Document Type

Conference Proceeding

Publication Date


Publication Title

J Gen Intern Med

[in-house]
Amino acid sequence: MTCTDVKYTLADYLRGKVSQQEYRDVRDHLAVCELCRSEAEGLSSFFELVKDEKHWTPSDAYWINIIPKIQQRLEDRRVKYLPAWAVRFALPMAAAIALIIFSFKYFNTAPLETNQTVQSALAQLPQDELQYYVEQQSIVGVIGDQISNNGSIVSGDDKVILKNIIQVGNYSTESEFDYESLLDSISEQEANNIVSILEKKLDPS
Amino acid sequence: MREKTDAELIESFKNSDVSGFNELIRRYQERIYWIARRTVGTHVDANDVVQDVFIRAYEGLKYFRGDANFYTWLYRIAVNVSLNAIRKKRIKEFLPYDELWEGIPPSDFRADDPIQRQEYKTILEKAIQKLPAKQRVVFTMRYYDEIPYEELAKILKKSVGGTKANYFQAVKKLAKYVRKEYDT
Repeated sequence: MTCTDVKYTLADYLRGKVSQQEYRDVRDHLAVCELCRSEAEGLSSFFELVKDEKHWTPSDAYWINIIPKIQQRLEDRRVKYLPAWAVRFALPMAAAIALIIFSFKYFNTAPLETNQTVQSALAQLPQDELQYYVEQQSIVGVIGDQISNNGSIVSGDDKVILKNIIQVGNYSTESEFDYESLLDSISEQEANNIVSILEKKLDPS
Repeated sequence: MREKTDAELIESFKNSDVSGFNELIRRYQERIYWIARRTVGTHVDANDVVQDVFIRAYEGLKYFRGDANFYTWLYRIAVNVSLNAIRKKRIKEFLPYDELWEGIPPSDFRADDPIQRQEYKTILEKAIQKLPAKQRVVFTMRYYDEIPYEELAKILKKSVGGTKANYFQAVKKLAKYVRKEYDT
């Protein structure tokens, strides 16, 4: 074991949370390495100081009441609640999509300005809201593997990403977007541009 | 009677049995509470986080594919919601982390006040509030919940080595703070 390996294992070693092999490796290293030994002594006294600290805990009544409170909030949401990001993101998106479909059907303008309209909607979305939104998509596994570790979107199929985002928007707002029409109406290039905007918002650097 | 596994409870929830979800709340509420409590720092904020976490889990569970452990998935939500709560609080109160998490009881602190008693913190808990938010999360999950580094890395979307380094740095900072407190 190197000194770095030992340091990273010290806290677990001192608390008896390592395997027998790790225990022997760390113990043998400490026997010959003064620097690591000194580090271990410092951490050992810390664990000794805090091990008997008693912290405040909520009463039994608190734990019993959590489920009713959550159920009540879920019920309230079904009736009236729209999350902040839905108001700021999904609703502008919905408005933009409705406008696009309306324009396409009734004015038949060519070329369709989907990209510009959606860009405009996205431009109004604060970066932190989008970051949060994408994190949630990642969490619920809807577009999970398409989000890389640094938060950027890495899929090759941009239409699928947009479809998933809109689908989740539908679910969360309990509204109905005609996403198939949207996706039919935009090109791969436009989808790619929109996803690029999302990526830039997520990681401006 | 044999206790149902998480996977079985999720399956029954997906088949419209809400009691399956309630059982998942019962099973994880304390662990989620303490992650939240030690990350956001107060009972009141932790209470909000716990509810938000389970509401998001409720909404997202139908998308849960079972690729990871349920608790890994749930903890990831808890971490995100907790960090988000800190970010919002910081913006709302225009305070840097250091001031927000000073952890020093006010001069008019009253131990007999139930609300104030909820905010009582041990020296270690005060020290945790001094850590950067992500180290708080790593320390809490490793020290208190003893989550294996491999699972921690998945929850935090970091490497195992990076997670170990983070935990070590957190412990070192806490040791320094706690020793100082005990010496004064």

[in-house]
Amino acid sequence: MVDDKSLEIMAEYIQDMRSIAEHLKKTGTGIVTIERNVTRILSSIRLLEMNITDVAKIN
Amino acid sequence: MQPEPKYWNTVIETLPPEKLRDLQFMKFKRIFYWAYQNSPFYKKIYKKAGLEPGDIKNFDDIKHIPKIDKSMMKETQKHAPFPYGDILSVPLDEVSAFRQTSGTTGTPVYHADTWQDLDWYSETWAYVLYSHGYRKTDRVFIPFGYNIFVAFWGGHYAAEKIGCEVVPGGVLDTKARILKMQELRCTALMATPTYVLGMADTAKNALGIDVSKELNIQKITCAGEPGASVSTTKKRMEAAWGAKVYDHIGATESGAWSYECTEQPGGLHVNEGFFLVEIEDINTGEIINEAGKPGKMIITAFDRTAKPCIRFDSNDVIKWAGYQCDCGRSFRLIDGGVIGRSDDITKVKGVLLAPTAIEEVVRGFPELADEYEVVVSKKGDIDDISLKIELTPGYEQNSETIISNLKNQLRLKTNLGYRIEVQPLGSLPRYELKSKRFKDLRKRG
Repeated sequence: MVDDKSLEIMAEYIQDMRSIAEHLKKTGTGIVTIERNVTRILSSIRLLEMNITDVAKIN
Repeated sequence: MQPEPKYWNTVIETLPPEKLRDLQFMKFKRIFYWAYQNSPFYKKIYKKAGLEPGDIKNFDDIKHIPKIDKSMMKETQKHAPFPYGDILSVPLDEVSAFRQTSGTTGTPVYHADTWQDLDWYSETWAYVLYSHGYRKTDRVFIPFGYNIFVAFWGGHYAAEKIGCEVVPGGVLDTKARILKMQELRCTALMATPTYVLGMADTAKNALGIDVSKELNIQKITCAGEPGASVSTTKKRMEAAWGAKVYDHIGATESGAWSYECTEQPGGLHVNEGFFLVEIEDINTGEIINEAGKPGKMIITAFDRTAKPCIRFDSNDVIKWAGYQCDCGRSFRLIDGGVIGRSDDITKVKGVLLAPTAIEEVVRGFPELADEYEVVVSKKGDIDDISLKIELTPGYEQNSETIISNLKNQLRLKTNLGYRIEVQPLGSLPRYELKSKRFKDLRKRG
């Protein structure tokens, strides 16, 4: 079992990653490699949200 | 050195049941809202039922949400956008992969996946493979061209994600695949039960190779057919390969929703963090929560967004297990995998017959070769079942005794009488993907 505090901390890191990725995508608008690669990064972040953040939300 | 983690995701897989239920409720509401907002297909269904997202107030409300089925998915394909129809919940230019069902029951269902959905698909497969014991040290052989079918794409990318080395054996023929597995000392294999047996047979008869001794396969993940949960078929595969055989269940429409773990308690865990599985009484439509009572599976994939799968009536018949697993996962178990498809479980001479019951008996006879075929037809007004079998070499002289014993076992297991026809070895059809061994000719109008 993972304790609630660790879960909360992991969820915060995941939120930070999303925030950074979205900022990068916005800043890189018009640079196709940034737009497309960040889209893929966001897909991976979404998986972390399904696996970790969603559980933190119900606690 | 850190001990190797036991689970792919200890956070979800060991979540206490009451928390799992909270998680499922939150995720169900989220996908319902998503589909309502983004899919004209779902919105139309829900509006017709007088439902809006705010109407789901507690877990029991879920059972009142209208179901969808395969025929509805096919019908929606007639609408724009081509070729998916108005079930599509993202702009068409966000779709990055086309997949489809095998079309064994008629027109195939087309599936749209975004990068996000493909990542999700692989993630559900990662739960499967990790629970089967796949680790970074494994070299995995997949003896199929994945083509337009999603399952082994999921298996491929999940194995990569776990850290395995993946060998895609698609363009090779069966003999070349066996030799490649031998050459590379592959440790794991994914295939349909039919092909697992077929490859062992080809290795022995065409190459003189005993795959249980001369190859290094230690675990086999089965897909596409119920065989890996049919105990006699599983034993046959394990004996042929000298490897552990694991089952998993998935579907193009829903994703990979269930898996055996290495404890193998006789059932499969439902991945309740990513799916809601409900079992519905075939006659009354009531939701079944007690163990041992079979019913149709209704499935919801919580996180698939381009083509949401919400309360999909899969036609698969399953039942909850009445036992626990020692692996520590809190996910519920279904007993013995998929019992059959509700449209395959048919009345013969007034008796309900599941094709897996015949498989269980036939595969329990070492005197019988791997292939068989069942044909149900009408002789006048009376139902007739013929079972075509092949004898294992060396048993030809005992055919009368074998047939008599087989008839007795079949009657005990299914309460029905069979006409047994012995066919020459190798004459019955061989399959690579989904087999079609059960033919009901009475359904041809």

CASE: A 58-year-old African American male with a past medical history of chronic diastolic heart failure, chronic kidney disease stage IV, and poorly controlled hypertension who presented following persistent bradycardia, and hypotensive readings at home. His antihypertensive regimen prior to arrival included Lisinopril, Nifedipine, Hydralazine, Isosorbid Mononitrate, and Carvedilol daily. On arrival, he was hemodynamically labile with a systolic blood pressure in the 90's, heart rate in the low 50's, and hypothermic to 33.8 degree Celsius. Initial lab work showed a creatinine of 3.56 (baseline of 2.80) and potassium of 6.4. A rapid EKG demonstrated sinus bradycardia, and CXR consistent with pulmonary edema. He was transferred to the MICU after initial management with calcium gluconate, Insulin, D50, Lokelma, and warming measures with a bear hugger. On arrival to the MICU, he required 4L via nasal cannula due to pulmonary edema and was aggressively diuresed with resolution of potassium disturbance. However, he was found to rebound and became increasingly hypertensive to 200s systolic without evidence of end organ damage. His blood pressure was medically managed on the floors and within 24 hours his kidney function neared baseline. He was discharged on a new regimen of antihypertensives, specifically with discontinuation of his beta blocker. IMPACT/DISCUSSION: The combination of bradycardia, renal failure, av nodal blockade, shock, and hyperkalemia creates a condition known as BRASH syndrome. Unfortunately, this is a cycle where one complication begets another in patients who take av nodal blocking agents and anti-hypertensives that cause hyperkalemia. There are different thoughts on whether it is renal failure or the combination of beta blockers and hyperkalemia that stimulates the cascade. Nonetheless, these components are interrelated and the cycle will continue if it's not identified and treated immediately, ultimately leading to multiorgan failure. What is unique to this case is the rare complication of hypertensive urgency as a result of sympathetic overdrive in response bradycardia causing reduced cardiac output. Furthermore, what is controversial is whether or not to restart medications that demonstrate improved mortality in patients with heart failure, yet may be the cause of this disease process. CONCLUSION: BRASH syndrome is unique because it's a continuum of a single disease, and therapy includes correction of hyperkalemia, fluid management, and vasopressor support when required. There is not enough data that shows if re-introducing these medications following resolution of BRASH syndrome is necessary and whether recurrence rates are significant in those who are restarted on these medications. Additionally, a rare complication that physicians should be aware of is the sympathetic drive that can lead to hypertensive urgency as a result of bradycardia causing reduced cardiac cardiac output.




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